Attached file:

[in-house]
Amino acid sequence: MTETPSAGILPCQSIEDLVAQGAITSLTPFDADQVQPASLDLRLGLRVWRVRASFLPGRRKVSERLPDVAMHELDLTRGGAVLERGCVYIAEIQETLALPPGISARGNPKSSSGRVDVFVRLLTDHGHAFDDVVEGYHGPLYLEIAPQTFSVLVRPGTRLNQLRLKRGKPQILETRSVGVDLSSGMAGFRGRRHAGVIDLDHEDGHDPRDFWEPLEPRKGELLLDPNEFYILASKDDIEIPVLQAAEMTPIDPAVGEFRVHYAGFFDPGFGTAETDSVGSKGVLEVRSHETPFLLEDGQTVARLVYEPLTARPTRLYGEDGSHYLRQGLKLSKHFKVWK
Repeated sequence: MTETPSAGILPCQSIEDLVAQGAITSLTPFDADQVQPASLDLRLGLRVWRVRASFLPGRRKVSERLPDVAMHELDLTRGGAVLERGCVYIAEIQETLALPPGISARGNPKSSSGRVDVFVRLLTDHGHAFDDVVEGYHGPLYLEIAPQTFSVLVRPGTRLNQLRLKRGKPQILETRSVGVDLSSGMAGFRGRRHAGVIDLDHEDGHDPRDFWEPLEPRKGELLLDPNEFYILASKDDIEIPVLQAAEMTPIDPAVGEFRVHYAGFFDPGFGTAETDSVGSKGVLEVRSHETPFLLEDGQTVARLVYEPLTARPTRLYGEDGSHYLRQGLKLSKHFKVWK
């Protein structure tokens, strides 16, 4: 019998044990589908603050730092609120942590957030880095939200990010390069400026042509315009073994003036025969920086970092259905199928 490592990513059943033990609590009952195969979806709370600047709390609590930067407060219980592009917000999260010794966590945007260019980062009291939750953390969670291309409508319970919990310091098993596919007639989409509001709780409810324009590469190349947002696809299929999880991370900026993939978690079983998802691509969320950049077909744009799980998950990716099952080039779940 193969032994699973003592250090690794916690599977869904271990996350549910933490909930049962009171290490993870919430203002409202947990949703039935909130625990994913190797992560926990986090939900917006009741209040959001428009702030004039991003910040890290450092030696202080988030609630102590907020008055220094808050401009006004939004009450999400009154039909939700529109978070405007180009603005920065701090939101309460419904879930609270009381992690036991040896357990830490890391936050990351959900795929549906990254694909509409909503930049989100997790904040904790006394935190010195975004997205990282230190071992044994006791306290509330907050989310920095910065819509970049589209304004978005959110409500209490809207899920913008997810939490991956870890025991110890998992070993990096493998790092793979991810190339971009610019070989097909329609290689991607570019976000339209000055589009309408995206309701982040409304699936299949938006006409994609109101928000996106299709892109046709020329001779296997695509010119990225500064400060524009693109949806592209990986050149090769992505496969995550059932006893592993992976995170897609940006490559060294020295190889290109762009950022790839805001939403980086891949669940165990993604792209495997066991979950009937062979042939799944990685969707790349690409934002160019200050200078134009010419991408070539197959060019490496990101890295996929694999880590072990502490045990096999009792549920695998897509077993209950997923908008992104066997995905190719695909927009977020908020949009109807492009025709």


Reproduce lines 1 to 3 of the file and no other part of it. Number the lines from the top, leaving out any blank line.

[in-house]
Amino acid sequence: MTETPSAGILPCQSIEDLVAQGAITSLTPFDADQVQPASLDLRLGLRVWRVRASFLPGRRKVSERLPDVAMHELDLTRGGAVLERGCVYIAEIQETLALPPGISARGNPKSSSGRVDVFVRLLTDHGHAFDDVVEGYHGPLYLEIAPQTFSVLVRPGTRLNQLRLKRGKPQILETRSVGVDLSSGMAGFRGRRHAGVIDLDHEDGHDPRDFWEPLEPRKGELLLDPNEFYILASKDDIEIPVLQAAEMTPIDPAVGEFRVHYAGFFDPGFGTAETDSVGSKGVLEVRSHETPFLLEDGQTVARLVYEPLTARPTRLYGEDGSHYLRQGLKLSKHFKVWK
Repeated sequence: MTETPSAGILPCQSIEDLVAQGAITSLTPFDADQVQPASLDLRLGLRVWRVRASFLPGRRKVSERLPDVAMHELDLTRGGAVLERGCVYIAEIQETLALPPGISARGNPKSSSGRVDVFVRLLTDHGHAFDDVVEGYHGPLYLEIAPQTFSVLVRPGTRLNQLRLKRGKPQILETRSVGVDLSSGMAGFRGRRHAGVIDLDHEDGHDPRDFWEPLEPRKGELLLDPNEFYILASKDDIEIPVLQAAEMTPIDPAVGEFRVHYAGFFDPGFGTAETDSVGSKGVLEVRSHETPFLLEDGQTVARLVYEPLTARPTRLYGEDGSHYLRQGLKLSKHFKVWK